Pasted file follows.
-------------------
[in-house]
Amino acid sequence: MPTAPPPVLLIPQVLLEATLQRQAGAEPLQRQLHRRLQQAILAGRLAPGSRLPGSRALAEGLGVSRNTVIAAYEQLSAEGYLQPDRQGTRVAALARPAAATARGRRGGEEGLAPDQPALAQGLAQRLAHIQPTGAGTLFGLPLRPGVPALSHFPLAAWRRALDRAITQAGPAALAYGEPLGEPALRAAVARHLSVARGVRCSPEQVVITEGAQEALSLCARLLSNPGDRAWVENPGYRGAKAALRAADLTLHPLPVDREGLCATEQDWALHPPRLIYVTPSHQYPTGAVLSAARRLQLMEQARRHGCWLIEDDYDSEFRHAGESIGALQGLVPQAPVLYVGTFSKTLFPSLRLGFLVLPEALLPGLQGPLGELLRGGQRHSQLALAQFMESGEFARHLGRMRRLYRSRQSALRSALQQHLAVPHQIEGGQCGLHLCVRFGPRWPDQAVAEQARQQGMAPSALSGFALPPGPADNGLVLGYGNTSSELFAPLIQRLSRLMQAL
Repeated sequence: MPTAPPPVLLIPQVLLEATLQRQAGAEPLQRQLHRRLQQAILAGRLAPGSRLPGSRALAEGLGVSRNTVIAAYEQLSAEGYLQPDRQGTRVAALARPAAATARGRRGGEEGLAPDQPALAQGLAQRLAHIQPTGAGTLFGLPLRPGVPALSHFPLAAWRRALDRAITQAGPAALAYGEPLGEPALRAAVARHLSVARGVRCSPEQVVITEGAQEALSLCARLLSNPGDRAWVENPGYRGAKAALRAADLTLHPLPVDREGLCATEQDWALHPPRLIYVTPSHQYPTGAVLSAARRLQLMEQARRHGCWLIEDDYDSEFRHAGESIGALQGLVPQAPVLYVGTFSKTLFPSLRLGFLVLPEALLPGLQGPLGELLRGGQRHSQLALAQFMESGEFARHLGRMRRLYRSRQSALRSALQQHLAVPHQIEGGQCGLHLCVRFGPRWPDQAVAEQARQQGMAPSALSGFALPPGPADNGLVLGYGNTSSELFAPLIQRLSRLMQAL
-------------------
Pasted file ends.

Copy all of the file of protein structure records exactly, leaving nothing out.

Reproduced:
[in-house]
Amino acid sequence: MPTAPPPVLLIPQVLLEATLQRQAGAEPLQRQLHRRLQQAILAGRLAPGSRLPGSRALAEGLGVSRNTVIAAYEQLSAEGYLQPDRQGTRVAALARPAAATARGRRGGEEGLAPDQPALAQGLAQRLAHIQPTGAGTLFGLPLRPGVPALSHFPLAAWRRALDRAITQAGPAALAYGEPLGEPALRAAVARHLSVARGVRCSPEQVVITEGAQEALSLCARLLSNPGDRAWVENPGYRGAKAALRAADLTLHPLPVDREGLCATEQDWALHPPRLIYVTPSHQYPTGAVLSAARRLQLMEQARRHGCWLIEDDYDSEFRHAGESIGALQGLVPQAPVLYVGTFSKTLFPSLRLGFLVLPEALLPGLQGPLGELLRGGQRHSQLALAQFMESGEFARHLGRMRRLYRSRQSALRSALQQHLAVPHQIEGGQCGLHLCVRFGPRWPDQAVAEQARQQGMAPSALSGFALPPGPADNGLVLGYGNTSSELFAPLIQRLSRLMQAL
Repeated sequence: MPTAPPPVLLIPQVLLEATLQRQAGAEPLQRQLHRRLQQAILAGRLAPGSRLPGSRALAEGLGVSRNTVIAAYEQLSAEGYLQPDRQGTRVAALARPAAATARGRRGGEEGLAPDQPALAQGLAQRLAHIQPTGAGTLFGLPLRPGVPALSHFPLAAWRRALDRAITQAGPAALAYGEPLGEPALRAAVARHLSVARGVRCSPEQVVITEGAQEALSLCARLLSNPGDRAWVENPGYRGAKAALRAADLTLHPLPVDREGLCATEQDWALHPPRLIYVTPSHQYPTGAVLSAARRLQLMEQARRHGCWLIEDDYDSEFRHAGESIGALQGLVPQAPVLYVGTFSKTLFPSLRLGFLVLPEALLPGLQGPLGELLRGGQRHSQLALAQFMESGEFARHLGRMRRLYRSRQSALRSALQQHLAVPHQIEGGQCGLHLCVRFGPRWPDQAVAEQARQQGMAPSALSGFALPPGPADNGLVLGYGNTSSELFAPLIQRLSRLMQAL